Akhmed Zakayev, the emissary of Chechen terrorists, went to the International Chechen Congress in Poland after a district court in Warsaw ordered his immediate release. The court ruling was executed in spite of the fact that Polish prosecutors previously demanded his arrest for 40 days because of the serious charges brought against him.
The lawyers of the self-proclaimed prime minister of the self-proclaimed Chechen Republic of Ichkeria were certain that they were going to win the case in Poland. They intended to seek Zakayev's release on bail. However, the Polish justice did not ask any since Great Britain had bestowed the status of a political refugee on Zakaeyv. The status is equally valid across the European Union.
Anti-Russian forces celebrate this decision as their victory, but the question of Zakayev's extradition to Russia has not been solved. It is a subject of further investigation. The official inquiry for Zakayev's extradition is currently being translated into Polish to be subsequently delivered to adequate agencies in the country. The chances for Zakayev's delivery to Russia are small, though. If Zakayev had not been certain of his safety, he would not have decided to make such a daring journey.
On the one hand, Poland, unlike other countries of the European Union, arrested the emissary of Chechen gunmen at least temporarily. On the other hand, Zakayev personally acknowledged that he had visited Poland four times during the recent year and never either expected or had any trouble.
"I feel like a free man when I am in Poland. Poland is my favorite country, and it's another country which I can visit freely," Zakayev once said.
It is worthy of note that Zakayev travels freely at the time when Interpol has an international warrant for his arrest.
Russia put Akhmed Zakayev on international wanted list in 2002 having accused him of terrorism, murder, kidnapping and other grave crimes. A group of Chechen gunmen, commanded by Zakayev, kidnapped and murdered two priests in January of 1996. They also attacked prosecutor's office in Grozny the same year in March and killed ten people.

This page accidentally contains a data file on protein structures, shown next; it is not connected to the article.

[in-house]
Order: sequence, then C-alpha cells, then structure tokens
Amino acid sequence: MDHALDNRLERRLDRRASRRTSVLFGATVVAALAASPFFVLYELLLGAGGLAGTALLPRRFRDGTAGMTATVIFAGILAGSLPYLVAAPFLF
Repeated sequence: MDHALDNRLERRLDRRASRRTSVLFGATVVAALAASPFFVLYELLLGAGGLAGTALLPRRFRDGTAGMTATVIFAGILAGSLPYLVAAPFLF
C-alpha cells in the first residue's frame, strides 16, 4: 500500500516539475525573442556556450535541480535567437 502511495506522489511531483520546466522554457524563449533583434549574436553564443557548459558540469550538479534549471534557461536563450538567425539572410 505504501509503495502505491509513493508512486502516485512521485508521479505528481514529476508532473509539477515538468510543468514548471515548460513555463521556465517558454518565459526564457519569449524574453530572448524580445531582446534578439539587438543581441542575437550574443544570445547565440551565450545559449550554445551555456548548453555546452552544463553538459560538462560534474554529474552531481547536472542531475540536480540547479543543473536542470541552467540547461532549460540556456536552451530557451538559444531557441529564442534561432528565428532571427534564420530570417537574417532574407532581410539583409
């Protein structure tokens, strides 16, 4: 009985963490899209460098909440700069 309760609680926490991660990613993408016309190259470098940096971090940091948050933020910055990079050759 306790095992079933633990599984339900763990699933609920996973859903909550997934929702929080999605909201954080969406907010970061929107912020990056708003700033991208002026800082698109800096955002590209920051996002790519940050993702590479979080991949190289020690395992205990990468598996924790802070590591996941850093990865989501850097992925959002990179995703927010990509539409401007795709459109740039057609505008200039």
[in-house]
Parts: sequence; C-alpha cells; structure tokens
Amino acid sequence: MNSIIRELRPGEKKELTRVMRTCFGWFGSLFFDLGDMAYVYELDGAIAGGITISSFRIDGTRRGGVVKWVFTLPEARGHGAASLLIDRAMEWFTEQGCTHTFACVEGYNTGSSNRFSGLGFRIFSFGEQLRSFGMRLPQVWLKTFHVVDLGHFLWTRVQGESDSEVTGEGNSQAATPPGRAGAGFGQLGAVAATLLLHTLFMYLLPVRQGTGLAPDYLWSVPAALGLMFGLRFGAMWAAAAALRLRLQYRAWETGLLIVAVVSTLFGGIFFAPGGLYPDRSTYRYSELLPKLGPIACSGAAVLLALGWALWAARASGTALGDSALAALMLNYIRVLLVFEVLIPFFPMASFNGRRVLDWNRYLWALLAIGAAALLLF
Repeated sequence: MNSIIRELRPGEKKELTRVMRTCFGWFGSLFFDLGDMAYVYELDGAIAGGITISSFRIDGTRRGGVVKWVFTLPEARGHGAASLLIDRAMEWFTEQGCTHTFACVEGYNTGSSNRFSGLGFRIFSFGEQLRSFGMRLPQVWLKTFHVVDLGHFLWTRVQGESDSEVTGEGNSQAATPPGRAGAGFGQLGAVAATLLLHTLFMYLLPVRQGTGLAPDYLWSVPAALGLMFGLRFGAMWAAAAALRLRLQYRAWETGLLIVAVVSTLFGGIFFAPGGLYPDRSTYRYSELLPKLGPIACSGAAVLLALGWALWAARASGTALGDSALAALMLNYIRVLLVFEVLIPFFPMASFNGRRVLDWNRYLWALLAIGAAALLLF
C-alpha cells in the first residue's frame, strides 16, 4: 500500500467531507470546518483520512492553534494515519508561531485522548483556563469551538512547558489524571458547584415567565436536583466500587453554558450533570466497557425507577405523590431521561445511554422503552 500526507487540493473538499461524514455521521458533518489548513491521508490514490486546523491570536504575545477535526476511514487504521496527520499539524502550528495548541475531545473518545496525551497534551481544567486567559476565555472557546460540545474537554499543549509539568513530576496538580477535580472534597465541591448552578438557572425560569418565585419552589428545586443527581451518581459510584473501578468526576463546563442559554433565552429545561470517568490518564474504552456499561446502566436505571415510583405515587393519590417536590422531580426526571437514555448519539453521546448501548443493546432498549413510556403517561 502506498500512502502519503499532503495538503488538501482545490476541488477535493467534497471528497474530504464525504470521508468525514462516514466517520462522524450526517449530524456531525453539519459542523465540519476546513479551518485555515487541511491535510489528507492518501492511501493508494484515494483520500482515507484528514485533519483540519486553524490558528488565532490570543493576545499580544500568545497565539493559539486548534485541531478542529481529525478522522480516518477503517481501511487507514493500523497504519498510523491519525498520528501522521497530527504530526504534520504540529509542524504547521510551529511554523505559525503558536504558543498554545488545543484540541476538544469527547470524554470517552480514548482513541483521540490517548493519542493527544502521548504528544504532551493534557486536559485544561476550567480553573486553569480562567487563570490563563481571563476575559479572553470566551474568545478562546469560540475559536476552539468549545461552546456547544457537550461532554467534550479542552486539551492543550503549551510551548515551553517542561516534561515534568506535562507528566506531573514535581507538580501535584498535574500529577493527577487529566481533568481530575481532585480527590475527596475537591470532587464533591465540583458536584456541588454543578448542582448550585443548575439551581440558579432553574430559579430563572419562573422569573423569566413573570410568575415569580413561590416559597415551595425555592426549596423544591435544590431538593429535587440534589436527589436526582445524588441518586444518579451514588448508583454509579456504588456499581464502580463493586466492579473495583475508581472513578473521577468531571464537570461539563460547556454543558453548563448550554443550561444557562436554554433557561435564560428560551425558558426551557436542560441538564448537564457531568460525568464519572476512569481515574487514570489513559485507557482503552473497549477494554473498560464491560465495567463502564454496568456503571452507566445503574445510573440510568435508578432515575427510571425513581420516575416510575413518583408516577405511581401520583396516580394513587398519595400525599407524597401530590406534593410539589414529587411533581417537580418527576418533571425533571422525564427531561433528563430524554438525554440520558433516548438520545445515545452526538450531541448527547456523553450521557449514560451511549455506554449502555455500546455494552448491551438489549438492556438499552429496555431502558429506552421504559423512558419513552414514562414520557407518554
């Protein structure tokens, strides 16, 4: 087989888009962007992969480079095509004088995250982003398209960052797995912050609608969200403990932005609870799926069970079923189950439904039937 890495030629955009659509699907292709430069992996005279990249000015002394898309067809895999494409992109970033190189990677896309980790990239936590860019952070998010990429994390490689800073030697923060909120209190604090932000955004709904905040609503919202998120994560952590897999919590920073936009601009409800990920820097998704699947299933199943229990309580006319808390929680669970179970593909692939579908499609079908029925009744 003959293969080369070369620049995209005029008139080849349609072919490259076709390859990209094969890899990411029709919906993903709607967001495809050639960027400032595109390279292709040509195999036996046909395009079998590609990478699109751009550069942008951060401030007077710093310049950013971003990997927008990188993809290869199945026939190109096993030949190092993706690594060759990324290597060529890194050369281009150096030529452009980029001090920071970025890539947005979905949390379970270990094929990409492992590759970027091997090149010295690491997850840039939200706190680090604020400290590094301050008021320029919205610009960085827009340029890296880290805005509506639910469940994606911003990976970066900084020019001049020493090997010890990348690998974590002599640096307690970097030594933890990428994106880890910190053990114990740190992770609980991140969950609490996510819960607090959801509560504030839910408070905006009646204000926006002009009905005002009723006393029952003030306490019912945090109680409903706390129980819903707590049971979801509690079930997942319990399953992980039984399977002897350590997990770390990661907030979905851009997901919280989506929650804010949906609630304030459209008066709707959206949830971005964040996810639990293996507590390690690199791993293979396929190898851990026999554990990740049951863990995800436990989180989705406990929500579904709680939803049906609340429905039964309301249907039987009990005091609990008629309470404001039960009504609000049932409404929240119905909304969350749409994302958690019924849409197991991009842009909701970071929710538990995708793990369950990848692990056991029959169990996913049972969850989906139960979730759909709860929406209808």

Zakayev's case was heard in Denmark, but the court of Copenhagen found Russia's evidence unconvincing and declined his delivery. Afterwards, Zakayev found political refuge in Britain, where London again refused Russia in the delivery of the former Chechen warlord who had awarded himself with the status of the prime minister of a non-existent state.
Emissaries of Chechen terrorists feel at home in Poland. They have their office in the center of Warsaw; their mass media outlets broadcast programs in the country too. A man with a "typical Chechen name," Adam Borovsky, serves as Ichkeria's Consul of Honor in Poland. When late President Lech Kaczynski served as the Warsaw mayor, the square named after Chechen terrorist Jokhar Dudayev appeared on the city map.
Many Polish politicians and public figures have repeatedly expressed their support to Chechen terrorists. They publicly gloated over deaths of innocent people in Russia as a result of large-scale terrorist acts. The killing of Aslan Maskhadov, a Chechen warlord, was referred to in the Polish media as a crime and a big political mistake, which Russia made.
It was impossible for Russia to expect any changes for the better from Poland during Lezh Kaczynski's presidency, who was known for his anti-Russian views. Today, Poland has its new president - Bronislaw Komorowski. The tone of the dialogue between the two countries has changed.
However, Ichkeria's office in Warsaw is still open. Moreover, Polish anti-Russian activists held the international Chechen Congress in the country on September 16-18.
Konstantin Zatulin, a deputy of the Russian State Duma, said in an interview with Pravda.Ru that Zakayev had given quite a headache to the Polish administration.
"Neither Tusk nor Komorowski invited the Chechen emissary. They did not organize the Chechen congress either. It happened owing to the efforts taken by the Polish politicians, who want to make their nation's relations with Russia even worse. Russia realizes that the Polish prime minister found himself in a rather intricate situation because he does not want to ruin relations with Russia, nor does he need to anger those politicians, who treat Russia negatively.
Leonid Ivashov, the president of the Academy for Geopolitical Problems, believes that Russophobia is a phenomenon that lays the foundation of Polish politics.
"When Zakayev decided to visit Poland, he knew that he would not be delivered to Russia. One should bear in mind the fact he has the protection of British special services. They wouldn't have let him go to Poland if Zakayev's extradition to Russia had been possible. Russia should not be serious about the anti-Russian tricks from Poland and the Baltic States, even if it goes about Zakayev. One should bear in mind the fact that the Poles and the residents of the Baltic States do not enjoy much popularity in Western Europe after all," the specialist said.